Krakow 1865-1940 Paris,Polish painter. She took drawing lessons at home from the age of nine and began regular studies in 1883 under the portrait painter Kazimierz Pochwalski (1855-1940). She continued her training in 1884-5 at the Adam Baraniecki School of Art, the only school in Krakew accessible to women at that time. She went to Munich for further study, working in the studio of Carl Kricheldorf (b 1863) in 1886-7, and in that of Wilhelm Derr (1857-1900) in 1888. In 1889 she participated in the Internationale Kunstausstellung in Munich and opened her own studio, which over the next decade became a meeting-place for students. In 1895 she ran a private school of painting founded by Professor Theodor Humml (1864-1939). Related Paintings of Olga Boznanska :. | Self-portrait | In the orangery | Girl with chrysanthemums | In the orangery | In atelier |
Related Artists:Pieter Boel
(1626-1674) was a Flemish Baroque painter who specialised in lavish still lifes.
Boel was born in Antwerp. He probably went to Italy in 1650. In 1668, he worked for Charles Le Brun (1619-1690) in his first tapestry making studio. According to Arnold Houbraken, whose source was his picture in Cornelis de Bie's book Het Gulden Cabinet, he specialized in painting animals. He died in Paris.Pierre Subleyras
French painter, draughtsman and printmaker, active in Italy. He was one of the foremost French painters of portraits and religious compositions of the first half of the 18th century. From 1728 he lived in Rome, first as a student and then as an independent master working principally for the religious orders. Florine Stettheimer
(August 29, 1871 - May 11, 1944) was an American artist. She has been described as "a Deco-influenced early Modernist whos never really gotten her due".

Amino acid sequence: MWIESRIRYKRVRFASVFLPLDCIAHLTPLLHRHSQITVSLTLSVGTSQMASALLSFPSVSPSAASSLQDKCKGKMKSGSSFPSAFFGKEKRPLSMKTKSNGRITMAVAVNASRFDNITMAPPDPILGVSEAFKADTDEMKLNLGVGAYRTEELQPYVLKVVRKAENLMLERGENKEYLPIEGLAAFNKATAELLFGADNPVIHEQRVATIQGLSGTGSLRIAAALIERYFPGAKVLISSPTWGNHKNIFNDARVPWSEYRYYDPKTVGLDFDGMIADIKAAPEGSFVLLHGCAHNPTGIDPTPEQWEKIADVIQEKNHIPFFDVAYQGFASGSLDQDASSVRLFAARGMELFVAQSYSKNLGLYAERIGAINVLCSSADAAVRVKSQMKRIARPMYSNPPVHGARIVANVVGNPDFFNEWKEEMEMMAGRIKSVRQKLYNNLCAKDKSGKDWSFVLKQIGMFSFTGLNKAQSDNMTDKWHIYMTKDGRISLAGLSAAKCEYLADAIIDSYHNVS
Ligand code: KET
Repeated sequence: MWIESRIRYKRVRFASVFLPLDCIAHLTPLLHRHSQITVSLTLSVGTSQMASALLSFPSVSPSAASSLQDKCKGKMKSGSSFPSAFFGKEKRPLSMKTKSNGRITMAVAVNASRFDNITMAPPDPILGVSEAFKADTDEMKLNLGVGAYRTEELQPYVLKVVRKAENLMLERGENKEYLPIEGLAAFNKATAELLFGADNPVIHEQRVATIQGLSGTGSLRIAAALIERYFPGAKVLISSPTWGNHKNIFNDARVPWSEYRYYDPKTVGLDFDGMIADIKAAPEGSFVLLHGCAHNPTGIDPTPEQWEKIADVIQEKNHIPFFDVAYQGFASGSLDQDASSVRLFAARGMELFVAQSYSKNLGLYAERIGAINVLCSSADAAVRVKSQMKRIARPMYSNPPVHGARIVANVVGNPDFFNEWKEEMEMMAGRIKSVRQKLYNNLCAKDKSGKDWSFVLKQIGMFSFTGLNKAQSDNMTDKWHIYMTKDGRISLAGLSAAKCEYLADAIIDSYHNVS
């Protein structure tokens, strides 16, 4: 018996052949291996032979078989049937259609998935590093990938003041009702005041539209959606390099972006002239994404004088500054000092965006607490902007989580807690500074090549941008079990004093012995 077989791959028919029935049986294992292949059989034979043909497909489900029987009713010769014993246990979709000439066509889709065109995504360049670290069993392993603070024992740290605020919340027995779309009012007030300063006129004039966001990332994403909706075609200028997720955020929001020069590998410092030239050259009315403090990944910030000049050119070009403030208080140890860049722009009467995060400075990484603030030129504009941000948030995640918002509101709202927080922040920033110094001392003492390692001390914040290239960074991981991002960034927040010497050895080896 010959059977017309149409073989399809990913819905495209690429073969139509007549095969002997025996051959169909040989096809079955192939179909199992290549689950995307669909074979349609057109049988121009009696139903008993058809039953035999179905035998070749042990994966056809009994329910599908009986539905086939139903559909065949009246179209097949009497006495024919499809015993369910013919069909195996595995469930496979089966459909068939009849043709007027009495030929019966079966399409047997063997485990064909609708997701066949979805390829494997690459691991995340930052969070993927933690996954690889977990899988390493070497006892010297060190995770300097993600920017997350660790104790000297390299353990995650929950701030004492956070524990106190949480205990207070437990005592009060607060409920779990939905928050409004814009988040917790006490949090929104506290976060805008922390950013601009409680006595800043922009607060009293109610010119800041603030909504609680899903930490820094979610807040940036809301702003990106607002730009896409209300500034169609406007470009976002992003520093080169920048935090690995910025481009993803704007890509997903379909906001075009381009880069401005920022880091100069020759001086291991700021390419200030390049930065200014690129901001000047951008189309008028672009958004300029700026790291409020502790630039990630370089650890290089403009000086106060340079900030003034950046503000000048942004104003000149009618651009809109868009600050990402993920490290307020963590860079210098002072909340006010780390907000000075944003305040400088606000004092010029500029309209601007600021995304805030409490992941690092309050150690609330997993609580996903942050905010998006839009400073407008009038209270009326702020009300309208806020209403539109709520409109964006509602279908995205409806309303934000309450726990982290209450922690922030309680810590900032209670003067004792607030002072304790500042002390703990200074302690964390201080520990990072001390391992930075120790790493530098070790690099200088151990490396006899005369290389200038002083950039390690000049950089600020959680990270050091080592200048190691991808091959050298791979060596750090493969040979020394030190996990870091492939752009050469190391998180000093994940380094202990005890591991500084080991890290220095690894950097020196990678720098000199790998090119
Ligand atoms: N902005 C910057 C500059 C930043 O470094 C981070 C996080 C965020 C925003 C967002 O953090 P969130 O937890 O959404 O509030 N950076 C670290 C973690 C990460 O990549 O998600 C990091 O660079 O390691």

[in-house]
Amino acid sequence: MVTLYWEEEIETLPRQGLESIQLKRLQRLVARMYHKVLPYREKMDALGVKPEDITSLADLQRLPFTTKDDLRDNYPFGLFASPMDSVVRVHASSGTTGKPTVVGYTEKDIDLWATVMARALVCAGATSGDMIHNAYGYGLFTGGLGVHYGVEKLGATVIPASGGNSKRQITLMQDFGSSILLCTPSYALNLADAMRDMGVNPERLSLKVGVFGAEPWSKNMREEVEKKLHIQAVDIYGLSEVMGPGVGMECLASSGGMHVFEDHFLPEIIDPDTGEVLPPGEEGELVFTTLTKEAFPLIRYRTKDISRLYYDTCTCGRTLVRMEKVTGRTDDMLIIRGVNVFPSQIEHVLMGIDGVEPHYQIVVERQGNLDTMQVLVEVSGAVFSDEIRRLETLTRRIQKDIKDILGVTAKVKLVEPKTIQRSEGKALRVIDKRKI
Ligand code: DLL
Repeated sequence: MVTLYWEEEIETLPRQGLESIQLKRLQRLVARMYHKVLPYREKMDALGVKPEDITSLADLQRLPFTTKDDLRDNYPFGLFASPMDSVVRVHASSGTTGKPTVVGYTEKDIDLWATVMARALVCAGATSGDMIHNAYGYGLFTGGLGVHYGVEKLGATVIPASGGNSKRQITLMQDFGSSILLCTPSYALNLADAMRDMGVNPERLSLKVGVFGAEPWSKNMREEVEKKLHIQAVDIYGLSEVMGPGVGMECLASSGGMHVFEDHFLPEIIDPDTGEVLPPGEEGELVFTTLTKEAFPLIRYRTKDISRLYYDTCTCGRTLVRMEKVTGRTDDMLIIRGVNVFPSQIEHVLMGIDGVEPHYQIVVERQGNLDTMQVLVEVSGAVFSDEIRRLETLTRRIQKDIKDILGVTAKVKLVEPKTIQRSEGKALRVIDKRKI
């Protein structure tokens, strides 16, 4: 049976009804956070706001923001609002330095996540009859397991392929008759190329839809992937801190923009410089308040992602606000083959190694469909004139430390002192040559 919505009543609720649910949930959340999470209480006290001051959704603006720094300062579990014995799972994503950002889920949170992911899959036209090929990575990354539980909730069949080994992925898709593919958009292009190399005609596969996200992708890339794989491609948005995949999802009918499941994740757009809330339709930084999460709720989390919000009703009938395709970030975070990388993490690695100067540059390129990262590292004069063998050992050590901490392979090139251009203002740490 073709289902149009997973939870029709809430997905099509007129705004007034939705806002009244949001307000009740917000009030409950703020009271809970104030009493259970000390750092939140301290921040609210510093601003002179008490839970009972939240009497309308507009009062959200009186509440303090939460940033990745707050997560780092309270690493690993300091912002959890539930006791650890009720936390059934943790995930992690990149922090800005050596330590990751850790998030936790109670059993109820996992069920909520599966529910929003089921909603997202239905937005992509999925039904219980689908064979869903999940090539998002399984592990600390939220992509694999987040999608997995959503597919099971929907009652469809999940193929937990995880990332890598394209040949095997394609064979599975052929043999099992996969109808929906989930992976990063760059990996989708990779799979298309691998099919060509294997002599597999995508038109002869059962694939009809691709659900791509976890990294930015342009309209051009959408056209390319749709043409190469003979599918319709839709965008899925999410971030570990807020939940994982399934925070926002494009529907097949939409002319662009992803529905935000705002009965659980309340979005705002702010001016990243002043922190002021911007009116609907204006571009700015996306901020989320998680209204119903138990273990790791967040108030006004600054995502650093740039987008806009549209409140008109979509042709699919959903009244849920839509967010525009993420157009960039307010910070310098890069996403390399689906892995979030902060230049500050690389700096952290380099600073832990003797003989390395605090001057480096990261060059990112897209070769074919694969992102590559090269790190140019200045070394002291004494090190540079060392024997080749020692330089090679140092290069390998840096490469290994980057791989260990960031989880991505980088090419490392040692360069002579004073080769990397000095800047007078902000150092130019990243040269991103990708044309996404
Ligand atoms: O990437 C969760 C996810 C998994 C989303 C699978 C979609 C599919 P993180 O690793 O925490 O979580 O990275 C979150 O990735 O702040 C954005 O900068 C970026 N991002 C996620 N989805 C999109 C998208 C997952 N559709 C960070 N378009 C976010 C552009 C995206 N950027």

Florine was born in Rochester, New York to Joseph Stettheimer and Rosetta Walter. Her father, a banker, left the family before the children were grown. She was the fourth of five children: Walter, Stella, Carrie, Florine, and Ettie. After Walter and Stella married, the youngest three immured with their mother to form an epicurean way of life.She spent much of her early life traveling, studying art in Italy, Spain, France, Germany, and Switzerland. She studied for three years in the mid-1890s at the Art Students League of New York, but came into her own artistically upon her permanent return to New York after the start of World War I. In October 1916, the only one-person exhibition of her work during her lifetime took place at New York's Knoedler & Company. She exhibited 12 "high-keyed, decorative paintings", none of which were sold.
Cushioned by family resources, Stettheimer refrained from self-promotion and considered her painting "an entirely private pursuit". She intended to have her works destroyed after her death, a wish defied by her sister Ettie, her executor.
Stettheimer's privileged position pervades her work. As one critic has written, "money she regarded as a birthright, decidedly not something to be flaunted in the shape of a dozen yachts, but rather to be used as a palliative against the more unpleasant aspects of the world outside... In this frame of mind, she felt free to depict life as a series of boating parties, picnics, summertime naps, parades and strolls down Fifth Avenue."
She created the sets and costumes for the 1934 production of Four Saints in Three Acts, an opera by Virgil Thomson with a libretto by Gertrude Stein. Her designs, which used cellophane in innovative ways, proved to be the project for which she was best known during her lifetime.
She assisted her sister Carrie in the creation of the Stettheimer Dollhouse, now in the collection of the Museum of the City of New York. The house is a whimsical depiction of an upper-class residence, filled with works by Stettheimer's artist friends, including William Zorach, Alexander Archipenko, and Gaston Lachaise.